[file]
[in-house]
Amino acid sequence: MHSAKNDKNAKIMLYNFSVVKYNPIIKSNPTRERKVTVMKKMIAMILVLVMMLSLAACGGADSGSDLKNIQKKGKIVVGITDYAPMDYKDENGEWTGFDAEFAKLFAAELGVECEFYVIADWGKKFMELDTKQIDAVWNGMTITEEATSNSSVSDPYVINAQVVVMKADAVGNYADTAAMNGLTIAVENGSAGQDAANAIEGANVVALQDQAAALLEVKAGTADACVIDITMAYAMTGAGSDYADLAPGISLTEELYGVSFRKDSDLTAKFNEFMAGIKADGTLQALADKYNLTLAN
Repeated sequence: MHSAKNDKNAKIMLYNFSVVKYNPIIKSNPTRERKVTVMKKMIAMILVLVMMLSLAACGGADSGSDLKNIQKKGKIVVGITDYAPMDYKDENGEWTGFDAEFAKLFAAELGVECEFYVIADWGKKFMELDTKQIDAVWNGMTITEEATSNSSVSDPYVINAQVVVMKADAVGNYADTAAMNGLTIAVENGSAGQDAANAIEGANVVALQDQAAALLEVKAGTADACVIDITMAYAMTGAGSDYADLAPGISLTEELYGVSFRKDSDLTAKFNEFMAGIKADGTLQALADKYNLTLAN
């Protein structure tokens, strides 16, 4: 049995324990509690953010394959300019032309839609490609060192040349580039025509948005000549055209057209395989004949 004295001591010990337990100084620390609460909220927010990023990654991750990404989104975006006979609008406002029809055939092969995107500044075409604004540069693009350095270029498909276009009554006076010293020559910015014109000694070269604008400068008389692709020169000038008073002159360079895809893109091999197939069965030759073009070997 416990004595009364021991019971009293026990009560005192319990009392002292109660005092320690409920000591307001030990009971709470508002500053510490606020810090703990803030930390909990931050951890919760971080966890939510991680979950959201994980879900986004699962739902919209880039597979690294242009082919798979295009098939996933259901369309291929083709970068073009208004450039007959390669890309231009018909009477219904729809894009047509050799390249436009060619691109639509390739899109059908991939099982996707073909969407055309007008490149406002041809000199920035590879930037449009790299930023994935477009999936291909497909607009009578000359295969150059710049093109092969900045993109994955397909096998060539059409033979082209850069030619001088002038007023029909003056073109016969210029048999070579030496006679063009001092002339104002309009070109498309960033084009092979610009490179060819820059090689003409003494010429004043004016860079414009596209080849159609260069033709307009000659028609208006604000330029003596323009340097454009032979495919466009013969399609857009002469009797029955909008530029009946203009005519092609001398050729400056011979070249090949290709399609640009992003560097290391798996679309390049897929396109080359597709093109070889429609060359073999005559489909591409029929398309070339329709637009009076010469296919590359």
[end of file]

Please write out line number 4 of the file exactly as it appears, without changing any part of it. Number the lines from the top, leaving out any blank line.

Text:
């Protein structure tokens, strides 16, 4: 049995324990509690953010394959300019032309839609490609060192040349580039025509948005000549055209057209395989004949 004295001591010990337990100084620390609460909220927010990023990654991750990404989104975006006979609008406002029809055939092969995107500044075409604004540069693009350095270029498909276009009554006076010293020559910015014109000694070269604008400068008389692709020169000038008073002159360079895809893109091999197939069965030759073009070997 416990004595009364021991019971009293026990009560005192319990009392002292109660005092320690409920000591307001030990009971709470508002500053510490606020810090703990803030930390909990931050951890919760971080966890939510991680979950959201994980879900986004699962739902919209880039597979690294242009082919798979295009098939996933259901369309291929083709970068073009208004450039007959390669890309231009018909009477219904729809894009047509050799390249436009060619691109639509390739899109059908991939099982996707073909969407055309007008490149406002041809000199920035590879930037449009790299930023994935477009999936291909497909607009009578000359295969150059710049093109092969900045993109994955397909096998060539059409033979082209850069030619001088002038007023029909003056073109016969210029048999070579030496006679063009001092002339104002309009070109498309960033084009092979610009490179060819820059090689003409003494010429004043004016860079414009596209080849159609260069033709307009000659028609208006604000330029003596323009340097454009032979495919466009013969399609857009002469009797029955909008530029009946203009005519092609001398050729400056011979070249090949290709399609640009992003560097290391798996679309390049897929396109080359597709093109070889429609060359073999005559489909591409029929398309070339329709637009009076010469296919590359």